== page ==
AP final = Team's rank in the final AP Poll of the 1973 season[1]
AP high = Team's highest rank in the AP Poll throughout the 1973 season[1]
PPG = Average of points scored per game; conference leader's average displayed in bold[1]
PAG = Average of points allowed per game; conference leader's average displayed in bold[1]
MVP = Most valuable player as voted by players on each team as part of the voting process to determine the winner of the Chicago Tribune Silver Football trophy; trophy winner in bold[2]

Pre-season[edit]

Four Big Ten teams changed head coaches between the 1972 and 1973 seasons, as follows:

  • Duffy Daugherty retired as Michigan State's head football coach at the end of the 1972 season. Denny Stolz, who had been the Spartans' defensive coordinator for two years, took over as head coach.
  • Bob DeMoss was replaced by Alex Agase as Purdue's head coach. Agase had been Northwestern's head coach from 1964 to 1972.
  • Agase was replaced as Northwestern's head coach by John Pont. Pont had been Indiana's head coach from 1965 to 1972.
  • Pont was replaced as Indiana's head coach by Lee Corso. Corso had been the head coach at Louisville from 1969 to 1972.

Regular season[edit]

September 15[edit]

On September 15, 1973, the Big Ten football teams opened the season with five conference games.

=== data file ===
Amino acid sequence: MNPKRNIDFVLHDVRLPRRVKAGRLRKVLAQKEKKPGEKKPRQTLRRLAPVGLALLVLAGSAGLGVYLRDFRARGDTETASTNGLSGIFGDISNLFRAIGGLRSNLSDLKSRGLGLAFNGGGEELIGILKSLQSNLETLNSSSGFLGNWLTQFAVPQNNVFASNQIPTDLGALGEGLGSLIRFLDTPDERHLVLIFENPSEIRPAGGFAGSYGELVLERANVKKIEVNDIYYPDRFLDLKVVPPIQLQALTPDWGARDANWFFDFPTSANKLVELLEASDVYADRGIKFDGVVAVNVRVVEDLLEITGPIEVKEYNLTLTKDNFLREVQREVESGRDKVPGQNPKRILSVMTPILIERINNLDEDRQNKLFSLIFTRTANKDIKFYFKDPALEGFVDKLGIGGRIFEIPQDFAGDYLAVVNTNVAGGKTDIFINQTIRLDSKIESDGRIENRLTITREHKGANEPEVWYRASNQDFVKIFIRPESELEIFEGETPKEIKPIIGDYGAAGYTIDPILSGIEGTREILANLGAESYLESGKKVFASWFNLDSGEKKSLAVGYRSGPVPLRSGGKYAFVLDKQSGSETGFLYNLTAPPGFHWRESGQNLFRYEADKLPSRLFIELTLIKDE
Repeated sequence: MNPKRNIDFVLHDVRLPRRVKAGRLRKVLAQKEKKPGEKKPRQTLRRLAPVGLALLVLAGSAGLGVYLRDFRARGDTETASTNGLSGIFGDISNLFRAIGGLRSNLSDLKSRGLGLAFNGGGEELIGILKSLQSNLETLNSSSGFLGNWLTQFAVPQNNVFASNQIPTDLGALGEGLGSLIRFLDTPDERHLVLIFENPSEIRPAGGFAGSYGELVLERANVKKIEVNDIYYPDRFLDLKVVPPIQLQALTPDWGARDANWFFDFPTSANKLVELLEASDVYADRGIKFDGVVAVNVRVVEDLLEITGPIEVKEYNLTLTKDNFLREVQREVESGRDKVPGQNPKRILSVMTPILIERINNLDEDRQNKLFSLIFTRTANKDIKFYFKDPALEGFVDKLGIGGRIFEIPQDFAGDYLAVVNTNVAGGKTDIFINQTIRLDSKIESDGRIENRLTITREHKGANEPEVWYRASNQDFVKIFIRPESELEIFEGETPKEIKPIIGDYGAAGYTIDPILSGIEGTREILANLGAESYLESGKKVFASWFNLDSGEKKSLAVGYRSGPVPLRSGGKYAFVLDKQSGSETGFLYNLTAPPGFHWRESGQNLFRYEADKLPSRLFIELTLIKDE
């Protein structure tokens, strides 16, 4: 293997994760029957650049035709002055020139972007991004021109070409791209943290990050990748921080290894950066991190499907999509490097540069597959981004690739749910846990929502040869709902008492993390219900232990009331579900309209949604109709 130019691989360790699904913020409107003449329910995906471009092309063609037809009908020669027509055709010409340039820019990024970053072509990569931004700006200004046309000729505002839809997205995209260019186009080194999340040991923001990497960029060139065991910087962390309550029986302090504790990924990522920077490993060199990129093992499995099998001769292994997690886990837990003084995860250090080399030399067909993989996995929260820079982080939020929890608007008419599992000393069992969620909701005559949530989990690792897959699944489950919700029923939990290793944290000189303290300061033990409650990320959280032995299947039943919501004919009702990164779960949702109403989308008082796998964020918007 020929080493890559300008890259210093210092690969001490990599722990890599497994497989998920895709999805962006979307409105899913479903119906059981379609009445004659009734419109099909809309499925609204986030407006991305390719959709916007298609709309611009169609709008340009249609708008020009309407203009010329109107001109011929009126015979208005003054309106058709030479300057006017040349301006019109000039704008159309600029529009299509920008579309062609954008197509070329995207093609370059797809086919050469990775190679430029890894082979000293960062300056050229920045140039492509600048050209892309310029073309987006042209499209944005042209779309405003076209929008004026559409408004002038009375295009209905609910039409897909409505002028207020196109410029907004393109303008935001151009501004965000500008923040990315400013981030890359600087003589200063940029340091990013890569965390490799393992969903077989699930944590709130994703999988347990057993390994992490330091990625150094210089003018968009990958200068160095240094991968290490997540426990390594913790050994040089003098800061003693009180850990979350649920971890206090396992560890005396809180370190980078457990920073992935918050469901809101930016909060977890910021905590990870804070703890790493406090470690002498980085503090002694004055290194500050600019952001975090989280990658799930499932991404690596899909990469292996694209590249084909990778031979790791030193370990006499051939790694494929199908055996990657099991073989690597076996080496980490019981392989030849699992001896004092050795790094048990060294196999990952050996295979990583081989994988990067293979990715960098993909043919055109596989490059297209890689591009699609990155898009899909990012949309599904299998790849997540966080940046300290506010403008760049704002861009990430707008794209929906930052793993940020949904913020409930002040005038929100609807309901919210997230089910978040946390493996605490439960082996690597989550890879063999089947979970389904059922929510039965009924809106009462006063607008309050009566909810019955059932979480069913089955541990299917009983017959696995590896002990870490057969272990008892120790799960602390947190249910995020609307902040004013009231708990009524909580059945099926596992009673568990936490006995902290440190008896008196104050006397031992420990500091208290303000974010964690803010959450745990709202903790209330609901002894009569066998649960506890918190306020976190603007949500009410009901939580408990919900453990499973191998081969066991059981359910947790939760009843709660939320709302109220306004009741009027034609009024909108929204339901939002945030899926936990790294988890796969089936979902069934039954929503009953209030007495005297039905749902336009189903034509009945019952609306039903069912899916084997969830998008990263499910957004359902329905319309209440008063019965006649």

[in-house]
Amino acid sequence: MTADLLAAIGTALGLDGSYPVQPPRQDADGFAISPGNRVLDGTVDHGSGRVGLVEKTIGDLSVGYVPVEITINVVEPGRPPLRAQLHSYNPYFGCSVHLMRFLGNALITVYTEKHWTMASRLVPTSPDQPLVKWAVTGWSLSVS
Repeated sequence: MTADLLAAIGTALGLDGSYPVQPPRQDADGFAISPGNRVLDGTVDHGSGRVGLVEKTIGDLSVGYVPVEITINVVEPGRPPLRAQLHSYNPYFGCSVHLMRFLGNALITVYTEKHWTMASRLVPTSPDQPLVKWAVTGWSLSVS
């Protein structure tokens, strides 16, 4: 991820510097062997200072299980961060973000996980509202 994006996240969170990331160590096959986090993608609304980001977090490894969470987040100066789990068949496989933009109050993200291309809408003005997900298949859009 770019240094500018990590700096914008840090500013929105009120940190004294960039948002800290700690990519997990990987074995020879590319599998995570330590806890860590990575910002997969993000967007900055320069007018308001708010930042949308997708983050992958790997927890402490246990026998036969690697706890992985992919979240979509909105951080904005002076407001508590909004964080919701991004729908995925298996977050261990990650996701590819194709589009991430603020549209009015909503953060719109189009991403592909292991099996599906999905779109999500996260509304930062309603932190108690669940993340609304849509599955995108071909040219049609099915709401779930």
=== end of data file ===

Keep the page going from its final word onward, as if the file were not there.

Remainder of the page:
• Ohio State 56, Minnesota 7
  • Michigan 31, Iowa 7
  • Illinois 28, Indiana 14
  • Northwestern 14, Michigan State 10
  • Purdue 14, Wisconsin 13

September 22[edit]

On September 22, 1973, the Big Ten teams played nine non-conference games, resulting in four wins and five losses. Ohio State had a bye week.

  • Michigan 47, Stanford 10
  • Minnesota 41, North Dakota 14
  • Illinois 27, California 7
  • Michigan State 14, Syracuse 8
  • Miami (OH) 24, Purdue 19
  • Colorado 28, Wisconsin 25
  • Notre Dame 44, Northwestern 0
  • UCLA 55, Iowa 18
  • Arizona 26, Indiana 10

September 29[edit]

On September 29, 1973, the Big Ten teams played 10 non-conference games, resulting in three wins and seven losses.

  • Ohio State 37, TCU 3
  • Michigan 14, Navy 0
  • Kansas 34, Minnesota 19
  • West Virginia 17, Illinois 10
  • UCLA 34, Michigan State 21
  • Notre Dame 20, Purdue 7
  • Nebraska 20, Wisconsin 16
  • Pittsburgh 21, Northwestern 14
  • Penn State 27, Iowa 8
  • Indiana 17, Kentucky 3

October 6[edit]

On October 6, 1973, the Big Ten teams played 10 non-conference games, resulting in five wins and five losses. After concluding three weeks of non-conference play, the Big Ten teams had compiled a 12–17 non-conference record.

  • Ohio State 27, Washington State 3
  • Michigan 24, Oregon 0
  • Nebraska 48, Minnesota 7
  • Stanford 24, Illinois 0
  • Notre Dame 14, Michigan State 10
  • Purdue 27, Duke 7
  • Wisconsin 37, Wyoming 28
  • Ohio 14, Northwestern 12
  • Arizona 23, Iowa 20
  • Indiana 28, West Virginia 14

October 13[edit]

On October 13, 1973, the Big Ten teams played five conference games.

  • Ohio State 24, Wisconsin 0
  • Michigan 31, Michigan State 0
  • Minnesota 24, Indiana 3
  • Illinois 15, Purdue 13